Financial Fallacies- Part 2
Article originally appeared in the October 2008 issue of Southern Neighbor newspaper, Chapel Hill, NC.
by Todd Washburn, CFP®
In the Financial Fallacies- Part 1 article I introduced the idea of Financial Fallacies. They are beliefs that can cause great financial harm. I’m not always sure the person really believes it, but rather uses it as an excuse not to act- perhaps for reasons of cost, complexity, or discomfort. Previously I discussed emergency funds and life and disability insurance. Here are four more, including the Granddaddy of them all.
Fallacy #5: We don’t need long-term care insurance
The reasons given are usually: too poor or too wealthy, never going to become infirm, or the kids will handle it. Let’s address the last two first. Even if the kids could help, they may resent having to use their retirement funds for their parent’s care. And care facilities are full of people who believed they wouldn’t need help.
Wealth certainly factors into the long-term care (LTC) decision. For the poor, their care will likely reside with Medicaid. For the middle-class, it’s not as clear-cut. The cost of insurance may be a stretch, but it can provide peace-of-mind. Care, even at home, can be expensive while some facilities only accept “self-pay” (no Medicaid) residents. If their money runs out they may have to move. The LTC coverage stretches assets and expands care options. People with significant personal wealth can afford to pay their own way. So they don’t need LTC insurance. But why not pass the risk to others? Premiums paid over 25 or 30 years can still be less than a couple of years in a nursing facility. And their children will rest easier knowing there is insurance if needed. Finally, it protects the estate, helping preserve the financial well-being of the spouse and any inheritances or charitable bequests.
Fallacy #6: I can do my Will myself
You see them on TV and the web- a Will-in-a-Box. It appeals to those who don’t want to pay an attorney. But it’s penny-wise, pound-foolish. Yes, the software is only $30 and “valid” in all 50 states. You can do it at home and you won’t have to pay an attorney- for now at least. There are some serious problems with this approach. The first is the likelihood that nothing will happen. An attorney will get and keep the process going while you probably won’t. Document quality is another concern. Estate laws vary by state. Different strategies may be applicable in each state. A competent attorney will know what works best in her state. I’m not convinced the software will do as well. My final concern is the estate plan itself. There can be difficult and complex decisions to be made. Is a trust needed? Should inheritances be equal or equitable? Who should be the children’s guardian? Most of us don’t think about these questions very often. While the software may raise them, an attorney has helped many others answer them. Since it can be expensive, or impossible, to undo a mistake after you die, please consult an attorney specializing in estate law.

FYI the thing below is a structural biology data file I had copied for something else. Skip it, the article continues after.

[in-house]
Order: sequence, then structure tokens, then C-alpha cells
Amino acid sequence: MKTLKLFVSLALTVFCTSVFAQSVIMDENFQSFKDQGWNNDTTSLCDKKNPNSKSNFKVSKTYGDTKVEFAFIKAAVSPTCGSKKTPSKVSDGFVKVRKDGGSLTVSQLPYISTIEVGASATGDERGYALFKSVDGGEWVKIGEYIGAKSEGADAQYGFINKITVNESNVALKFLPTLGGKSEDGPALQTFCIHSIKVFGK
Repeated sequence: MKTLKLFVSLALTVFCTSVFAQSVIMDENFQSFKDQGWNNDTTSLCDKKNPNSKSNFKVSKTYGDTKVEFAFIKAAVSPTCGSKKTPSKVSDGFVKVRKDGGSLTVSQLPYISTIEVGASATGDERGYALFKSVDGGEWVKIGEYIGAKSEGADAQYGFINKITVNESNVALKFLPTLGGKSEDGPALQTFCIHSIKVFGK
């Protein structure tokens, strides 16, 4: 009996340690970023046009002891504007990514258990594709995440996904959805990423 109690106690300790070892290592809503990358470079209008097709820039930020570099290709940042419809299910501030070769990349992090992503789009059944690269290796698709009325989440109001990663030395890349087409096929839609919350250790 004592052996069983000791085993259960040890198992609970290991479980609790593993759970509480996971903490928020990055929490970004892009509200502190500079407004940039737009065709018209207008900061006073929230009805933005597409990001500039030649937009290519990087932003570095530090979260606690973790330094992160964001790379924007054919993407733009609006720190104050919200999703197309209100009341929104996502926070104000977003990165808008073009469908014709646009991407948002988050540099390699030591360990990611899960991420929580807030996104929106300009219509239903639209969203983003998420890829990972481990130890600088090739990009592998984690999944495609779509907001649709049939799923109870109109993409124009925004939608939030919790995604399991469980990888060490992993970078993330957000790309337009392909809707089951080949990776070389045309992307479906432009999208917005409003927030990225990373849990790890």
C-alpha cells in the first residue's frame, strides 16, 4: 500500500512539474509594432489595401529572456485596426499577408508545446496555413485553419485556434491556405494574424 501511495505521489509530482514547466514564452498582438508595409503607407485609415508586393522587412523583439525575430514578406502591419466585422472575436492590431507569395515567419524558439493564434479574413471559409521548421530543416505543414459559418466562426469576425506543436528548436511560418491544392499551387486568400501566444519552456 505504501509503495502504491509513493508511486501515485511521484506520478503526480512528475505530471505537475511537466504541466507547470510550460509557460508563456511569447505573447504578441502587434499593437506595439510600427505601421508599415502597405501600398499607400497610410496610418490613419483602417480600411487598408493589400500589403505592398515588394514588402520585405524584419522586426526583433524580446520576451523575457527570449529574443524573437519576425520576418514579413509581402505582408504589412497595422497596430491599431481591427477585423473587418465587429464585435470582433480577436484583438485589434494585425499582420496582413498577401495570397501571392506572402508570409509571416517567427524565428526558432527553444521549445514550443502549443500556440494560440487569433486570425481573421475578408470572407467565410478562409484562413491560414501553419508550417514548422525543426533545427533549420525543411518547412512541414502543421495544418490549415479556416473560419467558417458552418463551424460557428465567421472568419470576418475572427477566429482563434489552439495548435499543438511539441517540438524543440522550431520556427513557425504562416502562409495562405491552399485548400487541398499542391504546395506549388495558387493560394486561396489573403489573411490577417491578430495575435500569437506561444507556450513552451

Fallacy #7: I’m a risk-taker
Men seem more prone to this assessment than women- especially for investing. Either they don’t really understand the risk they’re taking, or they’ve convinced themselves they really can handle it. It’s especially prevalent during good economic times when investment returns are up and life is good. What they forget is that risk isn’t one-directional. Risk doesn’t just apply to the market going down. It also applies to it going up. But we like that risk. In fact it’s not seen as risk but as good luck or skill. But chasing higher returns exposes them to higher potential loses, losses that can be unaffordable. They learn a tough lesson too late- they’re not as risk-tolerant as they thought. Remember, risk and return are always linked. Chasing greater return means accepting greater risk. Don’t let greed or a false sense of skill convince you to take risks you can’t live with.
Fallacy #8: The Granddaddy of them all
This is it, the last fallacy. The one that can cause more harm than any of the others.
IT’S DIFFERENT THIS TIME
No, it’s not. It just seems so because it’s happening right now. It seems different because the “experts” say it is. It’s seems different because you’d like to believe it is as do so many others. Please reread Fallacy #7. Risk and return are forever linked. At best that balance is sometimes temporarily upset. But not for long. During the tech boom companies didn’t need products or profits, just an idea that sounded like it would make money. But eventually someone got spooked, started asking about profits, didn’t like the answers, and the bubble popped. While those in early may make money, you and I usually don’t hear about these things at that point. Then it becomes a case of not being the last one out. Right now there are people holding an extra condo in Florida that they were going to flip for a big profit- but the market decided it wasn’t different this time before they could sell it. I’m not saying things don’t ever change. They do, but rarely in ways leading to lots of people getting rich quick. Manias have happened for centuries, from tulip bulbs to housing prices. They all teach the same lesson- you won’t get rich being greedy. Understand the risk if everything doesn’t go perfectly. Don’t believe “it’s different this time”. It’s not.
There you have them, eight potentially costly financial fallacies. Yes, you might roll the dice and get lucky. But if Lady Luck turns against you it can be devastating. A large investment portfolio lost to premature death or disability, poor estate planning, or inappropriate investing/speculating doesn’t help anyone. Protect your downside and put things in order. When the worst happens you won’t be a victim of these financial fallacies.
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